By Sofea Azahar
IN sailing through the storm brought about by the Covid-19 pandemic and its concomitant Movement Control Order (MCO) which has slightly abated now as currently the economy is seen gradually picking up and unemployment slowing down, there is a need for the beneficiaries to wholly utilise the incentives provided for the gig economy.
This idea to further normalise gig economy stemmed from the fact that 26% of labour force in Malaysia forms part of the growing gig economy, equivalent to 4 million freelancers.
In terms of growth, gig economy has expanded 31% in 2017, surpassing conventional workforce.
Gig economy is widely defined as ‘platform economy’, ‘on-demand economy’ and ‘sharing economy’ that refers to the demand and supply of short-term or task-based working activities.
In the past years, there was a growing number of people joining gig economy to look for extra income or as their main source of income.
According to Universiti Putra Malaysia’s Faculty of Human Ecology deputy dean Mohamad Fazli, working part-time and freelancing have been around for ages. These jobs have become more pronounced due to the rise of digital platforms.
It is also driven by the flexibility of working hours and location, the freedom to choose the type of work, and the pay can be lucrative as well.
Now that remote working has emerged as the new norm and a more preferred working style particularly since the Covid-19 pandemic started, the share of gig workers is likely to be more than 26 per cent.
Even before Covid-19, a study by Zurich Insurance has shown 38% of full-time employees in Malaysia are considering to venture into gig economy in the next 12 months, higher than the global average of 20%.
Gigworks chief executive officer Glenn Tay said, freelancing work would not be diminishing anytime soon but would continue to grow rapidly as majority of the labour force was made up of younger generation who tend to be tech-savvy and their priorities were relatively more inclined towards work-life balance.
In other countries, gig economy trends are also on the rise resulting from the shift of workforce.
Based on the Global Gig-Economy Index, the United States ranked 1st out of 10 fastest-growing freelance markets with revenue growth of 78%, followed by the United Kingdom (59%) in the 2nd place, while in Asia, Philippines is placed 6th with revenue growth of 35% and India with 29%.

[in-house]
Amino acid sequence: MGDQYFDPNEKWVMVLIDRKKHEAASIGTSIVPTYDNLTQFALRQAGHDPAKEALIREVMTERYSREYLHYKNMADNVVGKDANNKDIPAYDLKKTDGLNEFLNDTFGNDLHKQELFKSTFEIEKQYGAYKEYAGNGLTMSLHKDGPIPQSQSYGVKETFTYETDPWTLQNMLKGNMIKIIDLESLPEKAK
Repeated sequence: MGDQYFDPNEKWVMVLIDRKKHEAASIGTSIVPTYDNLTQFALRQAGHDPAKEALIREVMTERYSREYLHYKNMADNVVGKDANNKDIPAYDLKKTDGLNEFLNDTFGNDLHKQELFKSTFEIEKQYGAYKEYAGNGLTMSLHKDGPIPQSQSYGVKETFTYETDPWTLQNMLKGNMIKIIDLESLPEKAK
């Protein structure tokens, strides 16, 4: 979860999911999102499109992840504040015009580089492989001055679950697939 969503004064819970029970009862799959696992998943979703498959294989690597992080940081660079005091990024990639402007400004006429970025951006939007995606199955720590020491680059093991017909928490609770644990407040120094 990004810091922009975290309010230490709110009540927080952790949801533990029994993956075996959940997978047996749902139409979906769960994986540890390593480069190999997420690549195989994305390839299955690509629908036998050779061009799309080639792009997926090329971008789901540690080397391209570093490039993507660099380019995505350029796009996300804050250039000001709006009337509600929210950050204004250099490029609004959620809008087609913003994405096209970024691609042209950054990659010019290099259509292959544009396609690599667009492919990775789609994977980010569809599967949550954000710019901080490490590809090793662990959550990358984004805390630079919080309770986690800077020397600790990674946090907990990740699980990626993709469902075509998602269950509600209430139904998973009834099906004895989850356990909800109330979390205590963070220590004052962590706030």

This shows that globally, people have gradually made gig economy a viable option to earn a living and statistics have shown that on the global scale, gig economy tends to attract more young adults – 25-34 years (46.2%) and 35-44 (32.5%).
So, positive perception on gig economy should be instilled within the society especially when jobs can still be done anywhere while leveraging on technology.
Based on a report by a talent outsourcing and consultancy group KellyOCG, 84% of hiring managers in Asia Pacific outsource to freelancers as a means to save cost, stimulate innovation and keep a competitive advantage.
In Malaysia, it is good to see the government has its eyes on the gig economy with incentives involving gig workers’ welfare in Penjana package worth RM75 mil.
Measures include a matching grant of up to RM50 mil for gig economy platforms that contribute to the workers through Socso and EPF’s i-Saraan, and RM25 mil for MDEC’s Global Online Workforce (GLOW) programmes.
These measures seem to be attractive as beneficiaries’ social safety will be partly taken care of.
However, comprehensive outreach always seems to be the problem when it comes to policy execution.
In this case, awareness and information about the incentives might have not fully reached the gig workers as there are only 2,847 workers registered with Socso as of Sept 11 (0.95%) when the target is 300,000.
Additionally, the launch of RM100 mil Ministry of Higher Education’s National Economic Reform Plan (Penjana) Career Advancement Programme (KPT-CAP) is rather timely to enhance the freelancing capability of graduates in a gig economy.
This newly announced programme is important to upskill youngsters, as being in a gig economy also requires specific skillsets. If not addressed, it can end up with freelancers being underpaid or not paid although they are overworked.
According to PayPal, 58% of freelancers in several Southeast Asian countries experienced not being paid because they are not taken seriously by the clients.
Hence, this calls for an efficient utilisation of the existing measures that had been announced by the government and for the leading government agencies to monitor the effectiveness and the level of awareness amongst target group so that the benefits would reach them.
Although gig economy has its drawbacks pertaining to its low benefits, the fact that it is a growing contributor to our national economy needs to be valued. – Oct 4, 2020
Sofea Azahar is Research Analyst at EMIR Research, a think tank focused on strategic policy recommendations based on rigorous research.